Citibank’s Statement on the ATM Crisis

Citigroup spokesperson Elizabeth Fogarty released the following statement to us regarding the ATM crisis:

Recently, we became aware of fraudulent ATM cash withdrawals on Citi-branded MasterCard credit and debit cards used in the UK, Russia and Canada on customer accounts that had been possibly compromised in previous retailer breaches in the US. To protect customer accounts that were affected, we placed a special transaction block in those three countries on PIN based transactions. We are currently reissuing cards, as appropriate, to affected customers.

Protecting our customers’ accounts and personal information is one of our highest priorities.

The security breach is said to extend from a data loss by two retailers that occurred over a year ago. When asked who the retailers were, she said that data was not available at this time.

It seems this article in the Fresno Bee, which BoingBoing pointed to us, may be pertinent. As they report, about three quarters of a million dollars in fraudulent ATM withdrawals were initiated in Russia and across the world. These withdrawals seemed to stem directly from data loss by an unspecified retailer. As to why the retailer is unnamed, Foley, an employee of the Identity Theft resource center said, “I’m quite sure that (the retailer) doesn’t want the world to know that he was quite so dumb as to lose this information.”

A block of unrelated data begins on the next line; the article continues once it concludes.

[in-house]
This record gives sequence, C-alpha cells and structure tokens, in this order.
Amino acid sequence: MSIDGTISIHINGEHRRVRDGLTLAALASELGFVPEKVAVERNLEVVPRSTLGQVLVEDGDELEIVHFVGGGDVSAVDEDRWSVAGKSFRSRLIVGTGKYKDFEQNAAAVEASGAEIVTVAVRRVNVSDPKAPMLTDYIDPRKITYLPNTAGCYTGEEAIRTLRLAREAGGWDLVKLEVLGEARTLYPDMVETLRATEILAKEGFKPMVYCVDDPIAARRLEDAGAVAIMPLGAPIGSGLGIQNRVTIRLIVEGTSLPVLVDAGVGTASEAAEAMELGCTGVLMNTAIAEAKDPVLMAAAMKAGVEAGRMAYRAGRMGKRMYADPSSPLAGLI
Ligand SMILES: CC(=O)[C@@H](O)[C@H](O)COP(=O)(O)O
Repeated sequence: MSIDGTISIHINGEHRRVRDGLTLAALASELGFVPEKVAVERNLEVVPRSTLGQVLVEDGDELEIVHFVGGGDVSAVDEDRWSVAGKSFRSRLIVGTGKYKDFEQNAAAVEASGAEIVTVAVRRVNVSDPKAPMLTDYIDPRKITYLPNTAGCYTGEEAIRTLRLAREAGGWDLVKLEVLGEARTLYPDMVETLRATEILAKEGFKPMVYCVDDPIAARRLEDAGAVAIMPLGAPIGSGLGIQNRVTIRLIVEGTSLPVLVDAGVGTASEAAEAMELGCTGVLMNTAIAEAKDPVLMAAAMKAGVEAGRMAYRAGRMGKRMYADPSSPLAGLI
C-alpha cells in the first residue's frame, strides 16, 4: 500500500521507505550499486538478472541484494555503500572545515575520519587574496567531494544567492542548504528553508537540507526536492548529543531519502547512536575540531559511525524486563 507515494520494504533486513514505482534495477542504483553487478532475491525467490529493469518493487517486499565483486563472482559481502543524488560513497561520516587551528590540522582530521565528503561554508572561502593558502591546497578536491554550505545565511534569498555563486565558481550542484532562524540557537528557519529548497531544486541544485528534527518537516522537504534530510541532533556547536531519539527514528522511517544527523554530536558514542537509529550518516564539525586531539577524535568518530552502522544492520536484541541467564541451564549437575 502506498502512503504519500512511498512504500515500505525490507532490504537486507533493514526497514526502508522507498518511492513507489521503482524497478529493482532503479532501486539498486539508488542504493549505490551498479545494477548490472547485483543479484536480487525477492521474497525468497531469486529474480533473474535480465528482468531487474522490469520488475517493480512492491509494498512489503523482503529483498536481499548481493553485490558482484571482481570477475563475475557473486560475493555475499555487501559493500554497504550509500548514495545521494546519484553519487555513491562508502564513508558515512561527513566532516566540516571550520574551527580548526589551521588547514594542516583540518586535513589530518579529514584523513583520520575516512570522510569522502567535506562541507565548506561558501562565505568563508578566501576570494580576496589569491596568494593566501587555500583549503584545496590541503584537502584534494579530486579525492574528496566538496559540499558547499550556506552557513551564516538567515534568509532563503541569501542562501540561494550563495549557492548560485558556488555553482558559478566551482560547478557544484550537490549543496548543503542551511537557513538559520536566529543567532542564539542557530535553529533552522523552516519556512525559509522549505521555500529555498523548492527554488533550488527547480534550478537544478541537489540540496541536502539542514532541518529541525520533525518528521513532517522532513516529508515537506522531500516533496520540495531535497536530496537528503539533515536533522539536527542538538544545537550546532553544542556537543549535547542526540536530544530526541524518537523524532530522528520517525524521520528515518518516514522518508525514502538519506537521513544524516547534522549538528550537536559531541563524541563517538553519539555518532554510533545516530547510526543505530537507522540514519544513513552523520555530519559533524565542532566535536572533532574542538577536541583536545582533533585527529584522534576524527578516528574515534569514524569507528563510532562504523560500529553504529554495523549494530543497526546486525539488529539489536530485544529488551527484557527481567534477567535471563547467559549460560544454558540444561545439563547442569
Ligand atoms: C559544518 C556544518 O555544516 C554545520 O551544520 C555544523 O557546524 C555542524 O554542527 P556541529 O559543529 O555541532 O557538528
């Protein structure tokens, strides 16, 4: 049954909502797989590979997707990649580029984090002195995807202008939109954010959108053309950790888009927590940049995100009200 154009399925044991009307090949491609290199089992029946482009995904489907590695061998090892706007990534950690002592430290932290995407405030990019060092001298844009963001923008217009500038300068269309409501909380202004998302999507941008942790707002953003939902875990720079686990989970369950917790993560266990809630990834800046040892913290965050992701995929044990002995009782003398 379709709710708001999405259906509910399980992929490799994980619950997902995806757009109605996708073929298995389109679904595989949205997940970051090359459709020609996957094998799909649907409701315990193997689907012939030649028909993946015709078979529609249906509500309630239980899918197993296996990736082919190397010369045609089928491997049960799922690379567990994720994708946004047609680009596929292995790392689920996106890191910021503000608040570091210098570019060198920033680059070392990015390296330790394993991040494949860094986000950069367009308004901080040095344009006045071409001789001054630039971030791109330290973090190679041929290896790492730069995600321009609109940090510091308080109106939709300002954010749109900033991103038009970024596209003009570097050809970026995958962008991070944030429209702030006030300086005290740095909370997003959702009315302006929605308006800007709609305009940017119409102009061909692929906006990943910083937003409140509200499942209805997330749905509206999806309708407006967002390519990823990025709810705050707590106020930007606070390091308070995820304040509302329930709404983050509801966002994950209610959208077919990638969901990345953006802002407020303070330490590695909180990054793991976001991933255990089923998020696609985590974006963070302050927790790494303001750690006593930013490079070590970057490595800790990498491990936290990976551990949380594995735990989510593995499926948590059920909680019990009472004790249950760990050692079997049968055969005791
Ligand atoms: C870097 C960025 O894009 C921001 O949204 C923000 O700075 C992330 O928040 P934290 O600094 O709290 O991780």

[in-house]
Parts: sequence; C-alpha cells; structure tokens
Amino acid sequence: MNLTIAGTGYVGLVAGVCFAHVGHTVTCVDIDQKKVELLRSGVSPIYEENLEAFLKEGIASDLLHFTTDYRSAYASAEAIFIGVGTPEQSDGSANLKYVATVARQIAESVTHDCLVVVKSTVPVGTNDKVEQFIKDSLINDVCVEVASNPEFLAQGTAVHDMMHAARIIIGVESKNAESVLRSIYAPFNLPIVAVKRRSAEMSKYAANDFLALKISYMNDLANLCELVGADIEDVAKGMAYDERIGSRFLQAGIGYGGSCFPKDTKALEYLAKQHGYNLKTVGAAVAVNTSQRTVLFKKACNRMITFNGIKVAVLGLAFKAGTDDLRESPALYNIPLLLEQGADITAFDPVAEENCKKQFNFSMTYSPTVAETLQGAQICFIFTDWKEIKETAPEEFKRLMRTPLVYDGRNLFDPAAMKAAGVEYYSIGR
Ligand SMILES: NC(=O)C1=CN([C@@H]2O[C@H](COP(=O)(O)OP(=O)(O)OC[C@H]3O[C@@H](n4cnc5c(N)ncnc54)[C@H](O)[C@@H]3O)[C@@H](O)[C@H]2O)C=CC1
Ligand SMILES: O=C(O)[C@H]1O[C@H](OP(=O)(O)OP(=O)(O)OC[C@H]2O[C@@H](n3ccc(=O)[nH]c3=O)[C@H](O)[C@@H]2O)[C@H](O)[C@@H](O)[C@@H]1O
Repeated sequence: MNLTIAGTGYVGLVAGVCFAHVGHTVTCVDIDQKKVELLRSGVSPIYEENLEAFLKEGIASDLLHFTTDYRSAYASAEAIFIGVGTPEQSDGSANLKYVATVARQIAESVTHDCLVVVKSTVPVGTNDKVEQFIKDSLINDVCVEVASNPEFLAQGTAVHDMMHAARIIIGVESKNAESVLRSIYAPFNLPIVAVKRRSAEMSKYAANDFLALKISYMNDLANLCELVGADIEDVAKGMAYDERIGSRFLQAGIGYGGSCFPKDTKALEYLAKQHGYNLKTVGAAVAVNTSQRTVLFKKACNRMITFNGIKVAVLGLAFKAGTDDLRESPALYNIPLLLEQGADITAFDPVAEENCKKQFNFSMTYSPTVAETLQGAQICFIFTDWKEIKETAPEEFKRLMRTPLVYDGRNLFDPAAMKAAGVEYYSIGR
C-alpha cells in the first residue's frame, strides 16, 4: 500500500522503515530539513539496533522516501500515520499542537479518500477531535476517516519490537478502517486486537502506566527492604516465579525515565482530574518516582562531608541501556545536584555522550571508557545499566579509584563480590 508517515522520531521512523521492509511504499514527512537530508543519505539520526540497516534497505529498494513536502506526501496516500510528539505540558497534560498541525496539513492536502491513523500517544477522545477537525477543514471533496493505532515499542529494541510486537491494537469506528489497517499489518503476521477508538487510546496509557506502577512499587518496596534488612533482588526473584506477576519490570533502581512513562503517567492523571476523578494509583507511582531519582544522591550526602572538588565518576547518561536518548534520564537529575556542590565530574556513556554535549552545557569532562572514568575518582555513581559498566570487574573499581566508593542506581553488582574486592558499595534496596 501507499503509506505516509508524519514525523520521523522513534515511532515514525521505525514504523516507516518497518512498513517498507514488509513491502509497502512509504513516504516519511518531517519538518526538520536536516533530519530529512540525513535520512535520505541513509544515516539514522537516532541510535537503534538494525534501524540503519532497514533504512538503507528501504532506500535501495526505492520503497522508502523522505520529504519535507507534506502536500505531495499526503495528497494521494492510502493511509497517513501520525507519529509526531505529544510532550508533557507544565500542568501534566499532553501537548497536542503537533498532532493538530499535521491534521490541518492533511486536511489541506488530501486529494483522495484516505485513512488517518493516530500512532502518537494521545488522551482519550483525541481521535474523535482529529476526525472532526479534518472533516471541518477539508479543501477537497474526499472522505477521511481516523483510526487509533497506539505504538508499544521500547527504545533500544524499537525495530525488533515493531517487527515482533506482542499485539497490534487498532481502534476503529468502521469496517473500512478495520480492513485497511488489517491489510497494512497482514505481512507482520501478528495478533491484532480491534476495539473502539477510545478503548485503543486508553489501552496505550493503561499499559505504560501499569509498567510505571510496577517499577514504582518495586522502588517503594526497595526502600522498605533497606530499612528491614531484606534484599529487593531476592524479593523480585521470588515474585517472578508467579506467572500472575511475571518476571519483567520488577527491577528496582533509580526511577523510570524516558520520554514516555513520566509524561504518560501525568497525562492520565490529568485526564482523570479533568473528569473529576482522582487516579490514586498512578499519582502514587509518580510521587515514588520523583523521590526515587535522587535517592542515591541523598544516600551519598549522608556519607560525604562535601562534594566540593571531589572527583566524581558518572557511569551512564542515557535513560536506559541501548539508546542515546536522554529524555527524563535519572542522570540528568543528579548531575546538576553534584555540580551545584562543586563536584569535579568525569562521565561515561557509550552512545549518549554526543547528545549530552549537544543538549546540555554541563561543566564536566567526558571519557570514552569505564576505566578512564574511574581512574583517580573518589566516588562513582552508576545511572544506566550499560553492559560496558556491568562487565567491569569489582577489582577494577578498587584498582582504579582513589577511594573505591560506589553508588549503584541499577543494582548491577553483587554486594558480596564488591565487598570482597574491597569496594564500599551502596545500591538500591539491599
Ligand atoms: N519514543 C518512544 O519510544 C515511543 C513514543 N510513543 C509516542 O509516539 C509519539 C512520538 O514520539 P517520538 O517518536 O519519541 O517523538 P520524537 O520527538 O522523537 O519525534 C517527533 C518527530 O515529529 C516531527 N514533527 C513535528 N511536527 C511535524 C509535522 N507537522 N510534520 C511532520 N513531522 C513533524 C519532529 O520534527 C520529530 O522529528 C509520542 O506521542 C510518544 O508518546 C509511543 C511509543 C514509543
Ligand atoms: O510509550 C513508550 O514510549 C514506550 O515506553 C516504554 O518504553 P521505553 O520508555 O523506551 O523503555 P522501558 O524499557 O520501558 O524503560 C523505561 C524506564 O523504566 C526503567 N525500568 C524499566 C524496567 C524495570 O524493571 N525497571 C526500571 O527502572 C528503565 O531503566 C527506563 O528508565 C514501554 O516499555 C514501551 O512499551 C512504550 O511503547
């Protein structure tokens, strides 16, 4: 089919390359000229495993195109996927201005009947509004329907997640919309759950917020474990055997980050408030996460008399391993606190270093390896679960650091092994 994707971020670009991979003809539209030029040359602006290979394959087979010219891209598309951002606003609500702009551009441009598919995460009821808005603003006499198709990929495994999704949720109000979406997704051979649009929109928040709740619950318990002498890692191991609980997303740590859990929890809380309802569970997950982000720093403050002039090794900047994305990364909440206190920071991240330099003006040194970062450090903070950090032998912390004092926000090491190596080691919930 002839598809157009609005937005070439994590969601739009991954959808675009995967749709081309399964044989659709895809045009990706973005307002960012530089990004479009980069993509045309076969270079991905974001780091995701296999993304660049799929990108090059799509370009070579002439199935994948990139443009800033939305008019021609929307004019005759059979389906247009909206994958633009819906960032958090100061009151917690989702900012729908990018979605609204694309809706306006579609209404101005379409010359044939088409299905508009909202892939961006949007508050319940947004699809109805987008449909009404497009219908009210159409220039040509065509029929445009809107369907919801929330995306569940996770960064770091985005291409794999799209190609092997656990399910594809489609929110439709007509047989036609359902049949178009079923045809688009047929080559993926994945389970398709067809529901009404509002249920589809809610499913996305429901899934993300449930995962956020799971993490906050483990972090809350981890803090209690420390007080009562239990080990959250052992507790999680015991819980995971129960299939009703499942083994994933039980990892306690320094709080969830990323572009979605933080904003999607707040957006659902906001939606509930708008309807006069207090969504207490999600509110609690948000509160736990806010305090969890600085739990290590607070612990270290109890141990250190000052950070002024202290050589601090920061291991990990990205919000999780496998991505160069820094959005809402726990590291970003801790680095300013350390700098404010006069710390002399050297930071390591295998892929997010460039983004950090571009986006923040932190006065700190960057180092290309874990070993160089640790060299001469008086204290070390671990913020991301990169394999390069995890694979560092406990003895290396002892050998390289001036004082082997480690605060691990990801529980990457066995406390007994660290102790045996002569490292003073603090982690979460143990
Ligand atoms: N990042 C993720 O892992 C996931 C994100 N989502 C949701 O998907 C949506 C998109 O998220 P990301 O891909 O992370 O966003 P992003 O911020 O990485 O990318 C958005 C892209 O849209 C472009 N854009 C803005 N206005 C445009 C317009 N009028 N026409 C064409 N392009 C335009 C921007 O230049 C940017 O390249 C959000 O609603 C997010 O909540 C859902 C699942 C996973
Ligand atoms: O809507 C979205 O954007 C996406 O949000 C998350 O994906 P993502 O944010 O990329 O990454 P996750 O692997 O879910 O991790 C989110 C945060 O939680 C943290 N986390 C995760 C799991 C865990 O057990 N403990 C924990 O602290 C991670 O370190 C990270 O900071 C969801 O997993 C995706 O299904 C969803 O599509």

It seems that the banking organizations are more than willing accomplices in keeping the retailer’s identity cloaked.

Another article, also found via a BoingBoing pointer, if not directly related, certainly makes for interesting reading. It describes the guilty pleas of 12 of the 21 arrested members of a global ATM scam network called Shadowcrew operating a website trafficking in stolen credit and bank card numbers and identity information.

Previously:
Citibank’s ATM Crisis Merely Extends “Money Don’t Matter” Campaign
Massive Citibank Alert: UPDATE
Massive Citibank Fraud Alert: UPDATE
Massive Citibank Fraud Alert

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  1. Chris H says:

    Under California and other state security breach notification laws, companies can delay notification for a temporary period to assist law enforcement. But the retailers here will have to eventually give notice.

    I was just at a conference where a security guy from a major card issuer discussed a new major risk at retailers–RFID networks. He discussed one case where a retailer with a RFID inventory system operating on open wifi was accessed by hackers who were then able to get to payment data through the RFID system!